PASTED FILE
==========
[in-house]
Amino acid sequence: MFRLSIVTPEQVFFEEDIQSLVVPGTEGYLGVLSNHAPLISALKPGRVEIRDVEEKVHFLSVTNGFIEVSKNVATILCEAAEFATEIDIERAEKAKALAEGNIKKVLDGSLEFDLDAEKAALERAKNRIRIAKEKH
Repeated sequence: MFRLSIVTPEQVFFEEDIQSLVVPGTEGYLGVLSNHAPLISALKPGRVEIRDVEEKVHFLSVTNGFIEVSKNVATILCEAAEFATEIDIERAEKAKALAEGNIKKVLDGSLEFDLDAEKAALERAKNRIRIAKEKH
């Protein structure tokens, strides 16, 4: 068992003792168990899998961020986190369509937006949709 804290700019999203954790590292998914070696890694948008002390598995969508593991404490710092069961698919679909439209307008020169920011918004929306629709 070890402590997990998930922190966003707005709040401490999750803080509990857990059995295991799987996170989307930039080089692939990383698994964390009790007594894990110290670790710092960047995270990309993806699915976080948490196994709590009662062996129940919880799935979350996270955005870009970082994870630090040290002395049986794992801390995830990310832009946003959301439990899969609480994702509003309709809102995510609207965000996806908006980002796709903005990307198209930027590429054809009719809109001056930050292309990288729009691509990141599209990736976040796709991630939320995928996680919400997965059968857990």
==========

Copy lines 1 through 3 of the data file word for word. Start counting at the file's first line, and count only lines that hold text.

[in-house]
Amino acid sequence: MFRLSIVTPEQVFFEEDIQSLVVPGTEGYLGVLSNHAPLISALKPGRVEIRDVEEKVHFLSVTNGFIEVSKNVATILCEAAEFATEIDIERAEKAKALAEGNIKKVLDGSLEFDLDAEKAALERAKNRIRIAKEKH
Repeated sequence: MFRLSIVTPEQVFFEEDIQSLVVPGTEGYLGVLSNHAPLISALKPGRVEIRDVEEKVHFLSVTNGFIEVSKNVATILCEAAEFATEIDIERAEKAKALAEGNIKKVLDGSLEFDLDAEKAALERAKNRIRIAKEKH